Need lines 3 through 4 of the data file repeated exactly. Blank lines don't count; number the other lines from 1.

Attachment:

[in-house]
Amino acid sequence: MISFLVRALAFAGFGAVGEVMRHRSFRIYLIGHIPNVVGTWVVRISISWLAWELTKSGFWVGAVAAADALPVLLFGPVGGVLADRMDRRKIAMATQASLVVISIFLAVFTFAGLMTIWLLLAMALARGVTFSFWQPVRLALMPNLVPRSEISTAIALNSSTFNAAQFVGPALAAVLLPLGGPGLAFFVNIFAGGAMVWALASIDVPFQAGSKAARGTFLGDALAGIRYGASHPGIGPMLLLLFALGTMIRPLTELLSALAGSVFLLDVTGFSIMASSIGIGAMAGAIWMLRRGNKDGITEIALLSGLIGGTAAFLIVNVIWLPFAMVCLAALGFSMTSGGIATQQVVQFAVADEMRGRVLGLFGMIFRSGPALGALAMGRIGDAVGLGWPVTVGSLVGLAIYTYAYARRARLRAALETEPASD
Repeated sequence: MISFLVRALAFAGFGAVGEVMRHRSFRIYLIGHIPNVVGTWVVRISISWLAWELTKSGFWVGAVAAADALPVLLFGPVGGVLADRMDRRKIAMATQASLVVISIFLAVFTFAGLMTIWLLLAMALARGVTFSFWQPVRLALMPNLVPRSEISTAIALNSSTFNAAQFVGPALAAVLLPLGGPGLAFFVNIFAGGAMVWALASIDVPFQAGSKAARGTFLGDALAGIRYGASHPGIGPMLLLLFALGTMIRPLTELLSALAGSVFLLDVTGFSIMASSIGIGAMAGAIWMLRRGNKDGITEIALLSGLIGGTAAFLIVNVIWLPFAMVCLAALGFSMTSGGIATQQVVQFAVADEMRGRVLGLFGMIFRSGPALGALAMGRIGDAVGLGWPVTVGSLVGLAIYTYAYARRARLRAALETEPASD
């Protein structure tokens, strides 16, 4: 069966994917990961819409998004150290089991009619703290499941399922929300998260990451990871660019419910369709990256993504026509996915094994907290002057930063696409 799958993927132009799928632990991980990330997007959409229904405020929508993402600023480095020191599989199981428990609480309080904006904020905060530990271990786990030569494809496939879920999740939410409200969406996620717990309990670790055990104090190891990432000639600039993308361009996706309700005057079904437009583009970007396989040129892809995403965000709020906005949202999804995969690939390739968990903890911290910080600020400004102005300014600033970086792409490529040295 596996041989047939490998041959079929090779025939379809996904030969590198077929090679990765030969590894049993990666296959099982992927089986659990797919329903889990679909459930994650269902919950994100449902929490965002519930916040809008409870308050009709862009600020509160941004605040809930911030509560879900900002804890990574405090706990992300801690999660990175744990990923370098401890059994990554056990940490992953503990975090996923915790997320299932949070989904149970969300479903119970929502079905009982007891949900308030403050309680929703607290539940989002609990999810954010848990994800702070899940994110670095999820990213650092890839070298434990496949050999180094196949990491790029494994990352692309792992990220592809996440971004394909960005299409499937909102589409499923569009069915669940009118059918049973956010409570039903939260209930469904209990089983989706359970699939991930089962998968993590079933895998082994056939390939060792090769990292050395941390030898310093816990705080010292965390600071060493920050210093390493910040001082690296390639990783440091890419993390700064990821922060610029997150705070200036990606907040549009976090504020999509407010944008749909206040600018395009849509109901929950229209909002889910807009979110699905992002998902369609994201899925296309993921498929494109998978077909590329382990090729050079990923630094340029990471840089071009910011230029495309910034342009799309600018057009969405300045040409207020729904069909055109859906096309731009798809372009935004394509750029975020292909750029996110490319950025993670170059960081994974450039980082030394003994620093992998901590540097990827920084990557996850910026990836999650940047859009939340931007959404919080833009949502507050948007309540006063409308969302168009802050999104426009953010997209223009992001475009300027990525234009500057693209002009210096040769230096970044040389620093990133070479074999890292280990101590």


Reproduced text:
Repeated sequence: MISFLVRALAFAGFGAVGEVMRHRSFRIYLIGHIPNVVGTWVVRISISWLAWELTKSGFWVGAVAAADALPVLLFGPVGGVLADRMDRRKIAMATQASLVVISIFLAVFTFAGLMTIWLLLAMALARGVTFSFWQPVRLALMPNLVPRSEISTAIALNSSTFNAAQFVGPALAAVLLPLGGPGLAFFVNIFAGGAMVWALASIDVPFQAGSKAARGTFLGDALAGIRYGASHPGIGPMLLLLFALGTMIRPLTELLSALAGSVFLLDVTGFSIMASSIGIGAMAGAIWMLRRGNKDGITEIALLSGLIGGTAAFLIVNVIWLPFAMVCLAALGFSMTSGGIATQQVVQFAVADEMRGRVLGLFGMIFRSGPALGALAMGRIGDAVGLGWPVTVGSLVGLAIYTYAYARRARLRAALETEPASD
């Protein structure tokens, strides 16, 4: 069966994917990961819409998004150290089991009619703290499941399922929300998260990451990871660019419910369709990256993504026509996915094994907290002057930063696409 799958993927132009799928632990991980990330997007959409229904405020929508993402600023480095020191599989199981428990609480309080904006904020905060530990271990786990030569494809496939879920999740939410409200969406996620717990309990670790055990104090190891990432000639600039993308361009996706309700005057079904437009583009970007396989040129892809995403965000709020906005949202999804995969690939390739968990903890911290910080600020400004102005300014600033970086792409490529040295 596996041989047939490998041959079929090779025939379809996904030969590198077929090679990765030969590894049993990666296959099982992927089986659990797919329903889990679909459930994650269902919950994100449902929490965002519930916040809008409870308050009709862009600020509160941004605040809930911030509560879900900002804890990574405090706990992300801690999660990175744990990923370098401890059994990554056990940490992953503990975090996923915790997320299932949070989904149970969300479903119970929502079905009982007891949900308030403050309680929703607290539940989002609990999810954010848990994800702070899940994110670095999820990213650092890839070298434990496949050999180094196949990491790029494994990352692309792992990220592809996440971004394909960005299409499937909102589409499923569009069915669940009118059918049973956010409570039903939260209930469904209990089983989706359970699939991930089962998968993590079933895998082994056939390939060792090769990292050395941390030898310093816990705080010292965390600071060493920050210093390493910040001082690296390639990783440091890419993390700064990821922060610029997150705070200036990606907040549009976090504020999509407010944008749909206040600018395009849509109901929950229209909002889910807009979110699905992002998902369609994201899925296309993921498929494109998978077909590329382990090729050079990923630094340029990471840089071009910011230029495309910034342009799309600018057009969405300045040409207020729904069909055109859906096309731009798809372009935004394509750029975020292909750029996110490319950025993670170059960081994974450039980082030394003994620093992998901590540097990827920084990557996850910026990836999650940047859009939340931007959404919080833009949502507050948007309540006063409308969302168009802050999104426009953010997209223009992001475009300027990525234009500057693209002009210096040769230096970044040389620093990133070479074999890292280990101590």